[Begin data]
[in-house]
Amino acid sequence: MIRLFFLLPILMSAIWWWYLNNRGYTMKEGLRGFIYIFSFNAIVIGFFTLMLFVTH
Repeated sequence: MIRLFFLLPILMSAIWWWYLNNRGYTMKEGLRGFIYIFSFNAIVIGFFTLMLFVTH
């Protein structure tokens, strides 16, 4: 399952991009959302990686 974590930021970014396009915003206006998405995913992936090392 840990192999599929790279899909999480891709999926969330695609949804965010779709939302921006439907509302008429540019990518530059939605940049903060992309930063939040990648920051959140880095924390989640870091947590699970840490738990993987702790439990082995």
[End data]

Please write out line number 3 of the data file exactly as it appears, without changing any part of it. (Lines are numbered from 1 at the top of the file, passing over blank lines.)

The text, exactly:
Repeated sequence: MIRLFFLLPILMSAIWWWYLNNRGYTMKEGLRGFIYIFSFNAIVIGFFTLMLFVTH